from datetime import datetime
def parse_ymd(s):
   year_s, mon_s, day_s = s.split('-')
   return datetime(int(year_s), int(mon_s), int(day_s))

The effects of the two methods are as follows:


In [1]: from datetime import datetime
  ...: def parse_ymd(s):
  ...:   year_s, mon_s, day_s = s.split('-')
  ...:   return datetime(int(year_s), int(mon_s), int(day_s))

In [2]: text = "2020-01-15"

In [3]: %timeit datetime.strptime(text, '%Y-%m-%d')
7.75 µs ± 31 ns per loop (mean ± std. dev. of 7 runs, 100000 loops each)

In [4]: %timeit parse_ymd(text)
1.05 µs ± 3.07 ns per loop (mean ± std. dev. of 7 runs, 1000000 loops each)

As you can see, parse_ Ymd() function ratio datetime.strptime () more than 7 times faster. If the design date with a large amount of processing and the format is fixed, this scheme can be considered.

Calculate the date range for a month

The calendar module provided by Python provides calendar related functions. You can consider the implementation requirements with the datetime module

#!/usr/bin/env python
# -*- coding:utf-8 -*-
'''
@File: datetime_calendar.py
@Time: 2020/01/15 12:46:58
@Author: a dream of three thousand years
@Contact: [email protected]
'''

# put the import lib here
from datetime import date, timedelta
import calendar

def get_month_range(start_date=None):
  '''get the range of the month

  Args:
    start_ Date: the start date. The default value is none

  Returns:
    Returns a tuple containing the start and end dates of the month
  '''
  if start_ Date is none: if start_ Date is empty and assigned as the first day of the month
    start_date = date.today().replace(day=1)
  #Gets the number of days of the month
  _, days_in_month = calendar.monthrange(start_date.year, start_date.month)
  #Calculation end date
  end_date = start_date + timedelta(days=days_in_month)
  #Returns a tuple of start and end dates
  return (start_date, end_date)

Use the following in the interactive interpreter:


In [1]: from datetime import timedelta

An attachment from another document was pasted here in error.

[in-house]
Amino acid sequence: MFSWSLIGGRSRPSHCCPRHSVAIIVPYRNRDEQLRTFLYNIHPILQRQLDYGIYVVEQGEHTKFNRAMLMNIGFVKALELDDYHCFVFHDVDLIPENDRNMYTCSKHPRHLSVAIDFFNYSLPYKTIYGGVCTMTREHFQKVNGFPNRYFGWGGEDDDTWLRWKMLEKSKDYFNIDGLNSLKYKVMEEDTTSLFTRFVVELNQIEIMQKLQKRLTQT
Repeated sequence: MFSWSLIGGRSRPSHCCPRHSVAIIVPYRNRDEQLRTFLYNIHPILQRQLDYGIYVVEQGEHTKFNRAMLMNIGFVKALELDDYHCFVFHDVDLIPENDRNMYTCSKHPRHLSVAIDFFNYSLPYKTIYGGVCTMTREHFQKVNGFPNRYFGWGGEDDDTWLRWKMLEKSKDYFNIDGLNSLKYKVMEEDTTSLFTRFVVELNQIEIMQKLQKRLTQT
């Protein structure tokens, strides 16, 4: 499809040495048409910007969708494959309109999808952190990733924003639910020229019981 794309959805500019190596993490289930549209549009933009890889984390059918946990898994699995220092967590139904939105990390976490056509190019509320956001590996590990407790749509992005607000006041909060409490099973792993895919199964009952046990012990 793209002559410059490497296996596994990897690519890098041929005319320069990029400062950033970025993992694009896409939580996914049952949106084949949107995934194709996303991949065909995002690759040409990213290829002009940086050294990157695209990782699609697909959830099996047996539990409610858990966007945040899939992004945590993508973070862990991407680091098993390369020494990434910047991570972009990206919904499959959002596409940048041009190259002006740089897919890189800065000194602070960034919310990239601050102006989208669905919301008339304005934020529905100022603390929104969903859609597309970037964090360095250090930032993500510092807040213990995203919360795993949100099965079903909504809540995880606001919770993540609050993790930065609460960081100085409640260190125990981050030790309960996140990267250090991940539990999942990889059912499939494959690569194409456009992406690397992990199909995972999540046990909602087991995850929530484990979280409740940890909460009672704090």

In [2]: from datetime_calendar import get_month_range

In [3]: a_day = timedelta(days=1)

In [4]: first_day, last_day = get_month_range()

In [5]: while first_day < last_day:
  ...:   print(first_day)
  ...:   first_day += a_day
  ...:
2020-01-01
2020-01-02
2020-01-03
2020-01-04
2020-01-05
2020-01-06
2020-01-07
2020-01-08
...

Note: if you can’t import methods in your own module under the interactive interpreter, try to open the interactive interpreter directly in the path where the file is located.
In the above code, start first_ Date is calculated according to the first day of the month. Here we use the replace() method of the date object to set the day property to 1, which means the first day.

calendar.monthrange The () function returns the day of the week on the first day of the specified month in the specified year and the number of days in the month.

After obtaining the month days, add the start date to get the end date. It should be noted that the end date is not included in this date range. When traversing, the condition is first_ day < last_ Day, do not output last_ The value of day, which is incremented by the timedelta instance.

reference material

source

  1. David M. Beazley;Brian K. Jones.Python Cookbook, 3rd Edtioni.O’Reilly Media.2013.
  2. “8.1. datetime — Basic date and time types”.docs.python.org.Retrieved 11 January 2020
  3. “8.2. calendar — General calendar-related functions”.docs.python.org.Retrieved 13 January 2020